Navigation Links
Life on the wind: Study reveals how microbes travel the Earth
Date:8/17/2011

Scientists from the UK and Switzerland have investigated the remarkable distance that microorganisms may be able to blow between continents, raising questions about their potential to colonise new lands and also potentially to spread diseases.

The researchers from Liverpool John Moores University (LJMU), Swiss Federal Institute for Forest, Snow and Landscape Research (WSL) and the Ecole Polytechnique Fdrale de Lausanne (EPFL) the University of Neuchtel published their results in the Journal of Biogeography this month. They used large computer models of the Earth's atmosphere to study how widely microbes could be dispersed.

LJMU's Dr Dave Wilkinson led the team along with Symeon Koumoutsaris, from the International Space Science Institute in Bern, who modified computer models which were designed for studying the dispersal of dust particles. They looked at what would happen if they released virtual microbes from both the southern tip of South America and also from Mexico. Once airborne, microbes of 0.02mm in diameter and below can easily travel thousands of kilometres.

Dr Dave Wilkinson, LJMU School of Natural Science and Psychology, explained:

"Microbes less than 0.009 mm across went as far as Australia! These sizes would include microbes such as bacteria and many amoebae and also some fungal spores. We found that for smaller microbes, once airborne, dispersal is remarkably successful over a 1-year period. The most striking results are the extensive within-hemisphere distribution of small virtual microbes and the lack of dispersal between the Northern and Southern Hemispheres during the year-long time-scale of our simulations.

What our models show is that only the smallest microbes travel easily between continents. The larger ones (i.e. Larger than 20m but still 500 times smaller than the 1mm threshold previously believed to separate the "cosmopolitan organisms" from those with potential biogeographies) cannot easily travel between continents on the time span of a single year. This is an important result as it very significantly increases the potential for microbial diversity."

Most microbes carried by wind are likely to be harmless, but outbreaks of certain disease such as meningitis in the Sahel region of Africa and foot and mouth disease have been linked to airborne microbes in the past.

"We stress that our model looks at only one aspect of microbial dispersal namely airborne transport to a new site. Once a microbe arrives, it clearly needs to reproduce, including potentially competing with microbes already at that location," Dr Wilkinson concluded. "Given the ease with which the smaller microbes disperse in our model it is possible that this (rather than dispersal itself) may be the rate-limiting step in many cases of microbial range expansion and this topic should form the topic for future research in this area."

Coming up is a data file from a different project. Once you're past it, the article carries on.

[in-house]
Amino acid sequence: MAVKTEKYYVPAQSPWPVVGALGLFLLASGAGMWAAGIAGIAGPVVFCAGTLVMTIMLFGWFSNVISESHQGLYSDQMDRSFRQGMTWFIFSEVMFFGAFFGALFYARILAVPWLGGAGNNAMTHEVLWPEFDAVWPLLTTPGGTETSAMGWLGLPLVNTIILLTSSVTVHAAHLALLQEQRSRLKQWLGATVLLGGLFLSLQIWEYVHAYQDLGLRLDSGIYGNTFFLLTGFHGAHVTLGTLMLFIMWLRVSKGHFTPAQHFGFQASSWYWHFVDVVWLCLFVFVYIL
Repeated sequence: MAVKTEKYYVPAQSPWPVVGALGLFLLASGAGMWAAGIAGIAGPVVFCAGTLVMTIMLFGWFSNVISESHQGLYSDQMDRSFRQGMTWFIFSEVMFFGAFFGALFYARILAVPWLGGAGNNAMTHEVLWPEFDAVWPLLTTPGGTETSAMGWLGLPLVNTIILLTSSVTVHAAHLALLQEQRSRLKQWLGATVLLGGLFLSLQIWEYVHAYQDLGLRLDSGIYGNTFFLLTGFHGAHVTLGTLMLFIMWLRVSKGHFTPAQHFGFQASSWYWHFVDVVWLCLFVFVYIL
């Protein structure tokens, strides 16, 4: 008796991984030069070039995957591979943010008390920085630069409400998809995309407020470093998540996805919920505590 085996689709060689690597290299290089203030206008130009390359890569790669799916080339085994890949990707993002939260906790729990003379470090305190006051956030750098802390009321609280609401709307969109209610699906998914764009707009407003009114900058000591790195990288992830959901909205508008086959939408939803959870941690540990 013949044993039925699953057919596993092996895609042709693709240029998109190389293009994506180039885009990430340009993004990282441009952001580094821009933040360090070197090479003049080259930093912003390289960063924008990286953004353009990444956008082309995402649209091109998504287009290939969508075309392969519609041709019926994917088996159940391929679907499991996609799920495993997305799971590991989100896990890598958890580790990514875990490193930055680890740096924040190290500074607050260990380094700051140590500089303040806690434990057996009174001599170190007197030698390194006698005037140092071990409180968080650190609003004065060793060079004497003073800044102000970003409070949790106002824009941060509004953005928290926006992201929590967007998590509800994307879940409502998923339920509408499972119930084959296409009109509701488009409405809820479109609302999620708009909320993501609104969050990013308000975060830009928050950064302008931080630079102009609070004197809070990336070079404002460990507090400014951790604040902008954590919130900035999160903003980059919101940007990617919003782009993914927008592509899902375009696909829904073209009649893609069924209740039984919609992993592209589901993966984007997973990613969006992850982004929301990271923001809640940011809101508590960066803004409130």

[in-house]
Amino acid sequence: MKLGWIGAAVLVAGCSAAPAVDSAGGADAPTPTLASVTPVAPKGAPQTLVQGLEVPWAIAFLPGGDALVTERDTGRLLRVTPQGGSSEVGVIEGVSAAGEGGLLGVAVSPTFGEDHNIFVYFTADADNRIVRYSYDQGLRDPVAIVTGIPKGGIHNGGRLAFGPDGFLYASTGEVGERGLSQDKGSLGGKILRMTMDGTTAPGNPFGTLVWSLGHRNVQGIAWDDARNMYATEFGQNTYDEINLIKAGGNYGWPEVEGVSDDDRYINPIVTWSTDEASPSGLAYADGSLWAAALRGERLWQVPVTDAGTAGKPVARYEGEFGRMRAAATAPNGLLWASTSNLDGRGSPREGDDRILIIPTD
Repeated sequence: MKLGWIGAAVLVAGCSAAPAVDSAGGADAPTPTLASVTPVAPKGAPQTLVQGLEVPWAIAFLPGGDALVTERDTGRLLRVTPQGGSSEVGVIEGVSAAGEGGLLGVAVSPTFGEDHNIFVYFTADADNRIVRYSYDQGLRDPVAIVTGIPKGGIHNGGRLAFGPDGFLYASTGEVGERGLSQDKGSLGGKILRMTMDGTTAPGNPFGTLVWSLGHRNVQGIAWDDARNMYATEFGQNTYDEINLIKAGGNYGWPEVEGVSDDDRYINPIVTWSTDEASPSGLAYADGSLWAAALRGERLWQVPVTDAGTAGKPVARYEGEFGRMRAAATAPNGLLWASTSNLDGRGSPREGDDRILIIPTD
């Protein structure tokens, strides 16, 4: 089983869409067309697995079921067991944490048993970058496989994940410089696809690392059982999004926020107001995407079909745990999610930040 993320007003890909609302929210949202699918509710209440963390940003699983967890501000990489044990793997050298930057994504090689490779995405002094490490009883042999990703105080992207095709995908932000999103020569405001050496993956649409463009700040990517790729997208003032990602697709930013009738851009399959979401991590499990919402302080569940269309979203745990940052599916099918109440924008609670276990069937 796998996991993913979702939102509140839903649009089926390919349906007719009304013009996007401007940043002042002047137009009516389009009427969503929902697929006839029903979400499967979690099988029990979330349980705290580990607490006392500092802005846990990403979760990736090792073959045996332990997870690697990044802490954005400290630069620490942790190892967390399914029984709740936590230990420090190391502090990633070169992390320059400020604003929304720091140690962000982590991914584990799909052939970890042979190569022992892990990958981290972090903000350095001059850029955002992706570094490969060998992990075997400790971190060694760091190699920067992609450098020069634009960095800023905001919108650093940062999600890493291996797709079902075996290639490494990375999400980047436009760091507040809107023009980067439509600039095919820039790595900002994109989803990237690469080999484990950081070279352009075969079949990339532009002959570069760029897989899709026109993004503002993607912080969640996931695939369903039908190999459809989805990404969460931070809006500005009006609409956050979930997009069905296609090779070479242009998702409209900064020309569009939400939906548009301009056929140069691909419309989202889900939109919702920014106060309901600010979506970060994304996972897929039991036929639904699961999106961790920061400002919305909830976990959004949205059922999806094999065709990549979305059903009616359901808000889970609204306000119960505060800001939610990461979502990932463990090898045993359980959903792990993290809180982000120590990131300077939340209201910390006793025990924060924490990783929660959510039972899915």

'/>"/>

Contact: Clare Doran
C.N.Doran@ljmu.ac.uk
01-512-313-369
Wiley-Blackwell
Source:Eurekalert

Related biology news :

1. Gone with the wind: Far-flung pine pollen still potent miles from the tree
2. Long-term study shows effect of climate change on animal diversity
3. £2 million study to reveal workings of dementia genes
4. New study looks to define evangelicals and how they affect polling
5. CU-Boulder study suggests air quality regulations miss key pollutants
6. Researchers study acoustic communication in deep-sea fish
7. Study reveals homeowner perceptions in fire-prone areas
8. Researchers study how pistachios may improve heart health
9. Study: urban black bears live fast, die young
10. New study indicates link between weight gains during pregnancy and dieting history
11. Study reveals specific gene in adolescent men with delinquent peers
Post Your Comments:
*Name:
*Comment:
*Email:
(Date:3/28/2017)... PUNE, India , March 28, 2017 ... (Analog, IP, Biometrics), Hardware (Camera, Monitors, Servers, Storage Devices), ... Maintenance), Vertical, and Region - Global Forecast to 2022", ... 30.37 Billion in 2016 and is projected to reach ... 15.4% between 2017 and 2022. The base year considered ...
(Date:3/24/2017)... , March 24, 2017 The Controller General of ... Mr. Abdulla Algeen have received the prestigious international IAIR Award ... Continue Reading ... ... and Deputy Controller Abdulla Algeen (small picture on the right) have received ...
(Date:3/23/2017)... 2017 The report "Gesture Recognition and Touchless Sensing Market ... - Global Forecast to 2022", published by MarketsandMarkets, the market is expected to ... between 2017 and 2022. Continue Reading ... ... ...
Breaking Biology News(10 mins):
(Date:8/16/2017)... , Aug. 16, 2017  This year,s edition of the Inc. ... in life sciences workforce solutions, has made the list for the third ... recognizes the nation,s fastest-growing private companies based on a set of quantitative ... which includes the fastest-growing companies in the Bay State ... Inc. 5000 ...
(Date:8/15/2017)... NC (PRWEB) , ... August 15, 2017 , ... ... 2017, celebrating 10 years of successes helping medical technology companies and inventors develop and ... to a renowned full-service national engineering firm with a portfolio of clients in the ...
(Date:8/15/2017)... , ... August 15, 2017 , ... Any expert in ... has compromised these disciplines for more than half a century. Despite their essential ... It is widely known that molecular tags developed for this purpose also tag ...
(Date:8/15/2017)... (PRWEB) , ... August 15, 2017 , ... ... and is threatened by various biotic and abiotic factors. During this educational webinar, ... history of coffee, as well as gain a better understanding of how genomics ...
Breaking Biology Technology: